I should emphasize the obvious: that during its decade of decline GE’s board did little or nothing – too rudderless or too powerless to provide a corrective. Though handsomely rewarded, very handsomely rewarded, for their time and trouble, board members were mostly content to follow their leader’s lead, even as, hands held, they fell off a cliff. (Cautionary note: Immelt was both chief executive officer and chairman of the board. Not generally a good idea.)

If GE had not been so foolishly enamored with what had been crafted at Crotonville, and if GE had not been so steep in its decline, and if GE were not so oblivious to the irony of what transpired, there would be no story here. Similarly, if the leadership industry would give this case the scrutiny it deserves, there would be no lessons yet to be learned. But truth is we still don’t know what happened. How it happened that an atypically longstanding, and singularly heavy, investment in developing the world’s best leaders and managers went so badly wrong.

The Wall Street Journal closed a long, detailed article on GE this way:

“To Flannery, Immelt, Welch and the others schooled in Crotonville, Larry Culp’s ascension punctured a deep and abiding conviction: General Electric made the greatest managers in the world, who could run anything better than anyone else. When the company they loved needed them most, though, the heirs to Edison’s ingenuity had run out of ideas. In the cruelest of codas, the last CEO of America’s great industrial conglomerate would be an outsider.”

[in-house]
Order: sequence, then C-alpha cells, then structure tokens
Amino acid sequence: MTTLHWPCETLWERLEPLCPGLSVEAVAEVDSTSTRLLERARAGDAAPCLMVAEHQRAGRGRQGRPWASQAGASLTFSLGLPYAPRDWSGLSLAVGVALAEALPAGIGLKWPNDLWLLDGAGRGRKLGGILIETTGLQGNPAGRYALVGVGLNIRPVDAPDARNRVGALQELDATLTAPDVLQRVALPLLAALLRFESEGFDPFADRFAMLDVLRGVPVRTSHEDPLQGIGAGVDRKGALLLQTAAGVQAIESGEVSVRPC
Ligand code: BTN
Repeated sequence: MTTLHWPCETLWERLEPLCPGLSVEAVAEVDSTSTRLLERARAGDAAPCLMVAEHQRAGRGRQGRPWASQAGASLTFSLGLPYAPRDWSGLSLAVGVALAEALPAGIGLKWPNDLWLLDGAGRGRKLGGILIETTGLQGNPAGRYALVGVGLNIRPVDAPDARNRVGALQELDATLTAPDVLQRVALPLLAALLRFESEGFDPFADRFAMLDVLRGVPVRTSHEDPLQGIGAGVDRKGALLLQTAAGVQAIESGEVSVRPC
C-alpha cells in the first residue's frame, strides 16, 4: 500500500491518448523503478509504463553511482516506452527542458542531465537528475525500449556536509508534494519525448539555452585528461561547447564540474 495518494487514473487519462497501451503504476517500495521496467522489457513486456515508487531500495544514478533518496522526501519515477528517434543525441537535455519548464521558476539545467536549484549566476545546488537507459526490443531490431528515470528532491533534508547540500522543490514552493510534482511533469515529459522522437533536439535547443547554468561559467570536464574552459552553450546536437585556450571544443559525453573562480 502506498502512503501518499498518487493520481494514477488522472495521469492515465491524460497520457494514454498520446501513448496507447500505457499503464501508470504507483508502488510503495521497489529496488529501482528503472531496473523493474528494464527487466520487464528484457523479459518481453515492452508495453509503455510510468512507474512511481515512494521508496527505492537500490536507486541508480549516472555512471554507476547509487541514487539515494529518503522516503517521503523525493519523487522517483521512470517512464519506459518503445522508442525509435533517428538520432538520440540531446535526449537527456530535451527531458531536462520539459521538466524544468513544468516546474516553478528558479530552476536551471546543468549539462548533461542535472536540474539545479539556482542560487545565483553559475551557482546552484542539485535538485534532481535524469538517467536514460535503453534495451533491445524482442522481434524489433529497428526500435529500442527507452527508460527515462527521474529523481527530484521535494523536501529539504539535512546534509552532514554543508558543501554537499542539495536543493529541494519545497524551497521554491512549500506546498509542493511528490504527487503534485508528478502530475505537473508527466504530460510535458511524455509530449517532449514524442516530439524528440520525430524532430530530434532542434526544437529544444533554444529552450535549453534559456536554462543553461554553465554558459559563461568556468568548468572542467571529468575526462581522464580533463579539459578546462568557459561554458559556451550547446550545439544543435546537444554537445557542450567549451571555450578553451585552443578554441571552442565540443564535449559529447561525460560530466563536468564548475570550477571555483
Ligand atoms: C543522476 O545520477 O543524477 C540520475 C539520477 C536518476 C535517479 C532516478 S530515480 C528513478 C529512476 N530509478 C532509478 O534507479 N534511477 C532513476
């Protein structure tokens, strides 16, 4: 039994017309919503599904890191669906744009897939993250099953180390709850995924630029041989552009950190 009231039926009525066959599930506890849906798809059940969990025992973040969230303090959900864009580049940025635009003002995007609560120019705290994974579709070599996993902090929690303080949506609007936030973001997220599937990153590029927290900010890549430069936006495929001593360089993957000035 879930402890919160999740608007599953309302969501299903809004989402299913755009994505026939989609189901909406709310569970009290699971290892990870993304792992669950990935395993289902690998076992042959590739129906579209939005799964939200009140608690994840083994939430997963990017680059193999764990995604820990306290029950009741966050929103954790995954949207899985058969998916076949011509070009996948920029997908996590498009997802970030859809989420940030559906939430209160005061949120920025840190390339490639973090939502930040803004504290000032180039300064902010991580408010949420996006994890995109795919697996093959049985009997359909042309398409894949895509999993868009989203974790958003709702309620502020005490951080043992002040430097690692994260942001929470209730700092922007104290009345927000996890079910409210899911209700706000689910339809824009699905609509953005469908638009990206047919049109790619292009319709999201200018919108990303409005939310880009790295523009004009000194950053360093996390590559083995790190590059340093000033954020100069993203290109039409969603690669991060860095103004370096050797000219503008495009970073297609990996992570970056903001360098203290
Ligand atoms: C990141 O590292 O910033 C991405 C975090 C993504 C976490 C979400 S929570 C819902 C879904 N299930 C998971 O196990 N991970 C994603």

It’s a sad story – one that says at least as much about what is happening in the leadership industry as about what did happen at General Electric.

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*Thomas Gryta and Ted Mann, “Burned Out,” Wall Street Journal, December 15-16, 2018.

 

 

Mini Mighty Mitt… Continued….

On May 28, 2016during the 2016 presidential campaign – I posted this blog about Mitt Romney.

http://barbarakellerman.com/mini-mighty-mitt/